An Awakening Call to Show Your Work

#1 Your work is worth sharing

It’s not uncommon to have started writing something to share, but end up never getting out that draft. It’s often the thought that someone else must have done it better than me that deceives ourselves into dismissing the value in our work and never hitting the share button.

Source: AZ Quotes

#2 Let your community find you

When I was a college freshman, I was eager to keep honing my badminton skills, but struggled to find a buddy since I barely knew anyone or any such groups. Realizing that it would take me forever to bump into a badminton fellow, I took a bold step and posted a note next to the student hall’s elevator calling for badminton lovers. I remember I was nervous about that note all night, worrying about how people would react to it. Fortunately, my last resort worked, and with more-than-expected responses, I sort of accidentally established a badminton club. It was so exhilarating to have my badminton community at last.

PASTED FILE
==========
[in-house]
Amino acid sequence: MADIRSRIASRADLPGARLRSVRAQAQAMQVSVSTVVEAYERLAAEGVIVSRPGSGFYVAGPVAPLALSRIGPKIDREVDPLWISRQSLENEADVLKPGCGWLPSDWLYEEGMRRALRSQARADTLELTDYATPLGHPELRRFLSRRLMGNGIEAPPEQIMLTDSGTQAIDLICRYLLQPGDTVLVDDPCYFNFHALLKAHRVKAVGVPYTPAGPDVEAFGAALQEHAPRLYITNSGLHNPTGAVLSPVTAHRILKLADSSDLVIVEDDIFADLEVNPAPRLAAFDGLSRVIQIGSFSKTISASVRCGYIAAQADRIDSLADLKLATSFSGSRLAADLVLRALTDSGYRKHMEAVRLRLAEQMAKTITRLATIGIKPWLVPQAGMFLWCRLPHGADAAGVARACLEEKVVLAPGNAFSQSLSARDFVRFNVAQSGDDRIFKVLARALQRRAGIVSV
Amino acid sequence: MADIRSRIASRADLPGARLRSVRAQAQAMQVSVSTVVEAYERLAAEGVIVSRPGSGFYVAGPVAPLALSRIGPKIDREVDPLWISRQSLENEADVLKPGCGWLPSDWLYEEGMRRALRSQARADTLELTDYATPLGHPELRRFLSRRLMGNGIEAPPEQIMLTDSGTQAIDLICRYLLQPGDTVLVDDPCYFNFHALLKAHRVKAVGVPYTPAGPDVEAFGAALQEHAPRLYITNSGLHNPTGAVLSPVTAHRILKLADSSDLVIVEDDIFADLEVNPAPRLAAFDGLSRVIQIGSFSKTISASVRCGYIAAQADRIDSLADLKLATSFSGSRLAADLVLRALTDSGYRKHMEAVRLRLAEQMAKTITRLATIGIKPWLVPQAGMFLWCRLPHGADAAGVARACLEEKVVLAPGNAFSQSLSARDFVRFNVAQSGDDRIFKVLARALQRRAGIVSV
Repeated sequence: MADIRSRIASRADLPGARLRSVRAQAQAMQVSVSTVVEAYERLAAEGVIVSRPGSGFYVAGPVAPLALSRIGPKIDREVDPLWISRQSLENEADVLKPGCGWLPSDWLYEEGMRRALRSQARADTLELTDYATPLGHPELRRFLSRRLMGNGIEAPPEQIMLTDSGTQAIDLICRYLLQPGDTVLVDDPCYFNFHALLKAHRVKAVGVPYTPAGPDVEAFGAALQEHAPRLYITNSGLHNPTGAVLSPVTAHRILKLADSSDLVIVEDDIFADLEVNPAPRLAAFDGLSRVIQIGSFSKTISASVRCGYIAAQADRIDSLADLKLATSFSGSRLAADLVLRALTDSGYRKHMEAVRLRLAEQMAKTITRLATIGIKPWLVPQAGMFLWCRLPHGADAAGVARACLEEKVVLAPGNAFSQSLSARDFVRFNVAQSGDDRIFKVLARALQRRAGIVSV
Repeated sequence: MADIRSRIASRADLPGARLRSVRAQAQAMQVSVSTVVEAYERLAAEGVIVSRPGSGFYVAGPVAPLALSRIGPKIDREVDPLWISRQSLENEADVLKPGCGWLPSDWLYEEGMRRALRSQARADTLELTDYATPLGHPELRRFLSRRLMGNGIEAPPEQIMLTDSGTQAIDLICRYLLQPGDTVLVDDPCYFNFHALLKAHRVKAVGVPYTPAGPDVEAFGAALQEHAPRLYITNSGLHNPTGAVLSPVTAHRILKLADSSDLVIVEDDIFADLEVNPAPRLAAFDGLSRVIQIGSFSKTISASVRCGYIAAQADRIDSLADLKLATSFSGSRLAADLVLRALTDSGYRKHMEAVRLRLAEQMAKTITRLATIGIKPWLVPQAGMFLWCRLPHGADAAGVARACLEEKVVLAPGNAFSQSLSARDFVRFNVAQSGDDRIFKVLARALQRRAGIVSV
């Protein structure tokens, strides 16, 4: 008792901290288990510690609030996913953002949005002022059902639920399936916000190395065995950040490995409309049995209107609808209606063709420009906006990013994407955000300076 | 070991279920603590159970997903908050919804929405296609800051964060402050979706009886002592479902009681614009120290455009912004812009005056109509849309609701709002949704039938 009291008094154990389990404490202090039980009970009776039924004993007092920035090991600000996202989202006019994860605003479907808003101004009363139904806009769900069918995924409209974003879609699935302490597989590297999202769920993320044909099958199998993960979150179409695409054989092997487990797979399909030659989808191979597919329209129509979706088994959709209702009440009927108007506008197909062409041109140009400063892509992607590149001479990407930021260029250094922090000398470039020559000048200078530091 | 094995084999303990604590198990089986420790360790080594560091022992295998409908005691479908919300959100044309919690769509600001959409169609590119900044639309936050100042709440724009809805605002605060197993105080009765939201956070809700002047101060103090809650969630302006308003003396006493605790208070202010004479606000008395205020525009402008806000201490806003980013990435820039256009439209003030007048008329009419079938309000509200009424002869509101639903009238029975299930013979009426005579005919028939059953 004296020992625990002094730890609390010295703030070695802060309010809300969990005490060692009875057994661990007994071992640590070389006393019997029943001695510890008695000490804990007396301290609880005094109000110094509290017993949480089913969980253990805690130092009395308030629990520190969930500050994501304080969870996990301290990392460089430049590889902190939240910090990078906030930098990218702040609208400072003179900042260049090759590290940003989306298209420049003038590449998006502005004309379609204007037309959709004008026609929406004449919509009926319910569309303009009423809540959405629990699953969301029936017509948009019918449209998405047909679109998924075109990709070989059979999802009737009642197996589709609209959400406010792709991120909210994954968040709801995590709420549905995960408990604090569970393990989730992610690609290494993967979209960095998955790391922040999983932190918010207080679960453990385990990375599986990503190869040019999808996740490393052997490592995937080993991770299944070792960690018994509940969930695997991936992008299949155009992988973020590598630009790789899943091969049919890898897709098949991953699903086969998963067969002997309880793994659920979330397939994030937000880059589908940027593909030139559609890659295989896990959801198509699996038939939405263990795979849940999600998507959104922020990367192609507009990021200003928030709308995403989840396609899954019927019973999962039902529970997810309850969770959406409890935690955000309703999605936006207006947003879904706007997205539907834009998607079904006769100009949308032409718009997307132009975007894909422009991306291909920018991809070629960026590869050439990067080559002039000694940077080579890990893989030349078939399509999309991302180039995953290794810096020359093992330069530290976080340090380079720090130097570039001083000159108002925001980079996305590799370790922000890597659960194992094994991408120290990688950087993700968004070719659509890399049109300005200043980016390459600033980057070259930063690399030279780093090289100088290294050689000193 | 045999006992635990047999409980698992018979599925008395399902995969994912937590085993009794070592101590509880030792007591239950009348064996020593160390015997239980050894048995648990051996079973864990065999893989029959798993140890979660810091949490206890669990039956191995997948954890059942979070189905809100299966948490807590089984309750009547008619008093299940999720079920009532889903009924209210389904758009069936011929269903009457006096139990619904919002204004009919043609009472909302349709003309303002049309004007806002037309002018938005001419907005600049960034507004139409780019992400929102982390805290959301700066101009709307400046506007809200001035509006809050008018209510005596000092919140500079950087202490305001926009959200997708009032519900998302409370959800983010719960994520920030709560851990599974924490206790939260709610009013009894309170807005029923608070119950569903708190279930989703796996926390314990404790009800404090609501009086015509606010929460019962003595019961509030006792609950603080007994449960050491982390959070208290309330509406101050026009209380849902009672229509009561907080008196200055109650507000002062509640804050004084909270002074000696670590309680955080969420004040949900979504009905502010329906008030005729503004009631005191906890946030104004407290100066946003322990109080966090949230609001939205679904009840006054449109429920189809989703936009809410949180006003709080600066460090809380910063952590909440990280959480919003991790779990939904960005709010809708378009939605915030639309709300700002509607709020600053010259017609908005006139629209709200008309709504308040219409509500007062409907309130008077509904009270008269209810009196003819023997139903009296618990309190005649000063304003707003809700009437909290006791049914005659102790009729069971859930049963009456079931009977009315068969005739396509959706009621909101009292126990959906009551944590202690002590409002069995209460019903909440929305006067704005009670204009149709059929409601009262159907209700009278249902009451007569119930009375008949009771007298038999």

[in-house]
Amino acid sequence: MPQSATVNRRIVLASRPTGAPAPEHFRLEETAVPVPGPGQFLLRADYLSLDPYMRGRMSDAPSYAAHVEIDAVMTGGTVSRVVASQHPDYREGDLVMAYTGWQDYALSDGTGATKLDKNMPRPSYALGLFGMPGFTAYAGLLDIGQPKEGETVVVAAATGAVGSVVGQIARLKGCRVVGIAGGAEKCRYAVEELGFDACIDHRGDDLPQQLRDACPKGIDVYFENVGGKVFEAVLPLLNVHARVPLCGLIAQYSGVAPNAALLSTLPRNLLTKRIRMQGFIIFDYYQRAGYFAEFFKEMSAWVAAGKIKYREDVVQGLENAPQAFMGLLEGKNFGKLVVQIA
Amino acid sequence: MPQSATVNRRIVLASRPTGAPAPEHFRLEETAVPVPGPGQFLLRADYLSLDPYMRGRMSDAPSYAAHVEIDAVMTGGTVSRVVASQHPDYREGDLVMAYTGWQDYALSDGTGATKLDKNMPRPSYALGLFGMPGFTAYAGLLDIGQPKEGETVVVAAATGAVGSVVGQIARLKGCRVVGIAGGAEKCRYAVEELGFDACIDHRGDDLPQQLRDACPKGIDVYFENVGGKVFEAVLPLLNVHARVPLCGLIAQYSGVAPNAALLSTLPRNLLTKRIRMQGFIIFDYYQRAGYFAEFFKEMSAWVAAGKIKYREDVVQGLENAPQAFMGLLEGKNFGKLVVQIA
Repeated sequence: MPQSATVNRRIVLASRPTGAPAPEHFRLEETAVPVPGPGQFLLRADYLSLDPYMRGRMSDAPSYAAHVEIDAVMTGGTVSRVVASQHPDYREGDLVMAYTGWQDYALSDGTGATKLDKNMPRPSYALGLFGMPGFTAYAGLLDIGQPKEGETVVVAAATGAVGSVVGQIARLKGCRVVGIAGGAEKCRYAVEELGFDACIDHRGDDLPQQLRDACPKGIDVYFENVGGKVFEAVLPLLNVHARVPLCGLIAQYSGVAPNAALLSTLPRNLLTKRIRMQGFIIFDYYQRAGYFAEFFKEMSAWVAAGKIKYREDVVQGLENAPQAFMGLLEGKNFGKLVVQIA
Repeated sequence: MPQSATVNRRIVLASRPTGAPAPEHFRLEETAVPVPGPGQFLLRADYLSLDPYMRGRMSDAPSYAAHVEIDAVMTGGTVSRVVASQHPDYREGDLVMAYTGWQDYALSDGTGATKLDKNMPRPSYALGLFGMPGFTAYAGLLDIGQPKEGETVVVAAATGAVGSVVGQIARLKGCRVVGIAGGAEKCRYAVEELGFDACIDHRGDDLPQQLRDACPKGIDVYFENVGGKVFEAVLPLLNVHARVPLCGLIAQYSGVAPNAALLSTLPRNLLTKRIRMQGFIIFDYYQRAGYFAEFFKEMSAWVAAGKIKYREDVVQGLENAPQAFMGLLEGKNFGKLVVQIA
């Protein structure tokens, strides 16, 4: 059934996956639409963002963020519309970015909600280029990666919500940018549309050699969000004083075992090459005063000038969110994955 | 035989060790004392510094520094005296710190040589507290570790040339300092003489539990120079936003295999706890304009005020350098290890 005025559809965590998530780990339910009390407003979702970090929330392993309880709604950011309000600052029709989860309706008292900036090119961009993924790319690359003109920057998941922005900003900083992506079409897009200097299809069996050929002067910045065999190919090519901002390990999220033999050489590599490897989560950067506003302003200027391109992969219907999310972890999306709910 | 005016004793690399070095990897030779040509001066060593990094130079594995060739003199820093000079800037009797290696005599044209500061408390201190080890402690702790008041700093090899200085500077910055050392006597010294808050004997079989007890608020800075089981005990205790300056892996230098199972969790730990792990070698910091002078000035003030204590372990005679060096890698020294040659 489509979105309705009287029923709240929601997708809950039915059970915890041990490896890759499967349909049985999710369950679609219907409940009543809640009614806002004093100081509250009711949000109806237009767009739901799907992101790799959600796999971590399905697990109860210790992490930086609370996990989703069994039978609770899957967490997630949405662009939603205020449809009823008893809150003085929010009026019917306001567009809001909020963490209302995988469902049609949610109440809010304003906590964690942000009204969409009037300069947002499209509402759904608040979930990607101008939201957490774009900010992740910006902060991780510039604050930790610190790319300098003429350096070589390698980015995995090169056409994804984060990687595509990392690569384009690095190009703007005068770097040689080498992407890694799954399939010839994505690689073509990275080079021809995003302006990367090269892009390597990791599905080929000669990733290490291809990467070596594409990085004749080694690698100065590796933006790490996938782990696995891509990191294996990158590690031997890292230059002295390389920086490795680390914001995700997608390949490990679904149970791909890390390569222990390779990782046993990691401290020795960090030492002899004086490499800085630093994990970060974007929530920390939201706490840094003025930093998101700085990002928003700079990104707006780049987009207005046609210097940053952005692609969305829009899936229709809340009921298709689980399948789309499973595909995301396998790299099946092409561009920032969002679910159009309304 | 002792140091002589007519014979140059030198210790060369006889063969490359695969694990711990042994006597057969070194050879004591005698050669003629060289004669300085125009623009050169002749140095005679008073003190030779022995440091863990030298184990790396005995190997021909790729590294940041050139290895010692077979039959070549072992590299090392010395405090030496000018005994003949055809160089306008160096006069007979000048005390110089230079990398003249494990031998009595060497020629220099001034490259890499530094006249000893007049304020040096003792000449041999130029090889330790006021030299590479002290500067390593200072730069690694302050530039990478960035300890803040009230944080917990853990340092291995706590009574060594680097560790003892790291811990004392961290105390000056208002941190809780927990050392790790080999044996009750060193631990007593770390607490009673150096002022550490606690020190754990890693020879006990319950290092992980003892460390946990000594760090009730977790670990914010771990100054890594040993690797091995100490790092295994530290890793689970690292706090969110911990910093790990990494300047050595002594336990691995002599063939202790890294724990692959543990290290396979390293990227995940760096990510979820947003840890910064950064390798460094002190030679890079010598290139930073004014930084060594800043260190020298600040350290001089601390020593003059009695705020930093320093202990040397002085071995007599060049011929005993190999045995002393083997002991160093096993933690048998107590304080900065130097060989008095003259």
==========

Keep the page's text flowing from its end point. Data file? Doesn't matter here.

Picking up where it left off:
Photo by Adam Jang on Unsplash

#3 Be a connector

It’s not enough to just find a community. In fact, it takes much more to be a good citizen of it. Kleon used a spectrum to vividly depict three distinct community behaviors. Hoarders only absorb but rarely contribute, while spammers share a lot about their own work but pay very little attention to others’. In both cases, communication is blocked as information only flows one-way. Only when there is what the writer Blake Butler called an open node, a.k.a. a connector, can a community come alive with all members more engaged and better connected.

Types of behaviors on a spectrum of sharing activities
Illustration by Austin Kleon in his book Show Your Work

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Joyful Doze

Data scientist @ Meta, Toastmaster | This is my notepad for life reflection, career development, and new things I’ve learned. ”I think, therefore I am.”